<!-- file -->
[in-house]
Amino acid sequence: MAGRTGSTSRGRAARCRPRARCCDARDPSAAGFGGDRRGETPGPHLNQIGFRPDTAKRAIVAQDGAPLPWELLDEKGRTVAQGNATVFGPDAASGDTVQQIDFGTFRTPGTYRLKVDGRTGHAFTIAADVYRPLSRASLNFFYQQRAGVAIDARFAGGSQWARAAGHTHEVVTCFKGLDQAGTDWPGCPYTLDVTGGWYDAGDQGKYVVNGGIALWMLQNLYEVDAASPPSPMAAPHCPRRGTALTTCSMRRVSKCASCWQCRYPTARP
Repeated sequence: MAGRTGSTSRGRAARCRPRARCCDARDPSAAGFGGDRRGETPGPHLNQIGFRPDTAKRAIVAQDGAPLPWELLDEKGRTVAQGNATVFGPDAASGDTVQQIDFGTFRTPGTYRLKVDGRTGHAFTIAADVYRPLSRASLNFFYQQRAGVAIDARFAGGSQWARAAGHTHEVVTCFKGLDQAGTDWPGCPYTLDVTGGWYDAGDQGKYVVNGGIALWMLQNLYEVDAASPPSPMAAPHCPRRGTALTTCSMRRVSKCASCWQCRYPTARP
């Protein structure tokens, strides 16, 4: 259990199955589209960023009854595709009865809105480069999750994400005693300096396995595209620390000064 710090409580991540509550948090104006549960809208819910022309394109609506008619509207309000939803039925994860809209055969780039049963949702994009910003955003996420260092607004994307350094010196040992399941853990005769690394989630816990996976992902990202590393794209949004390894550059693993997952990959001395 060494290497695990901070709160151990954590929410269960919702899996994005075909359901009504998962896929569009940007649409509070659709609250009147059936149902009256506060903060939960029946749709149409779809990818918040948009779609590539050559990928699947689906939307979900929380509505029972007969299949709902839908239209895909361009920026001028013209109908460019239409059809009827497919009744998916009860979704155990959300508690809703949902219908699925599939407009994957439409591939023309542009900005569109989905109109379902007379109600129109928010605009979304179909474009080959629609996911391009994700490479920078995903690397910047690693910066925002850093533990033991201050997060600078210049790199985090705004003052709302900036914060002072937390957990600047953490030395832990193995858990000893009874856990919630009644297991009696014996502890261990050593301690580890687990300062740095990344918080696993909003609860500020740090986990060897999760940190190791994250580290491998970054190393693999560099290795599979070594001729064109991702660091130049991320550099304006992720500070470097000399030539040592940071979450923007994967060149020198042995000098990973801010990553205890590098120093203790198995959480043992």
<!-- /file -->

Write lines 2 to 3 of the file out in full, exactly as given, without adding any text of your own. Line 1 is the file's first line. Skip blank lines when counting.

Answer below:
Amino acid sequence: MAGRTGSTSRGRAARCRPRARCCDARDPSAAGFGGDRRGETPGPHLNQIGFRPDTAKRAIVAQDGAPLPWELLDEKGRTVAQGNATVFGPDAASGDTVQQIDFGTFRTPGTYRLKVDGRTGHAFTIAADVYRPLSRASLNFFYQQRAGVAIDARFAGGSQWARAAGHTHEVVTCFKGLDQAGTDWPGCPYTLDVTGGWYDAGDQGKYVVNGGIALWMLQNLYEVDAASPPSPMAAPHCPRRGTALTTCSMRRVSKCASCWQCRYPTARP
Repeated sequence: MAGRTGSTSRGRAARCRPRARCCDARDPSAAGFGGDRRGETPGPHLNQIGFRPDTAKRAIVAQDGAPLPWELLDEKGRTVAQGNATVFGPDAASGDTVQQIDFGTFRTPGTYRLKVDGRTGHAFTIAADVYRPLSRASLNFFYQQRAGVAIDARFAGGSQWARAAGHTHEVVTCFKGLDQAGTDWPGCPYTLDVTGGWYDAGDQGKYVVNGGIALWMLQNLYEVDAASPPSPMAAPHCPRRGTALTTCSMRRVSKCASCWQCRYPTARP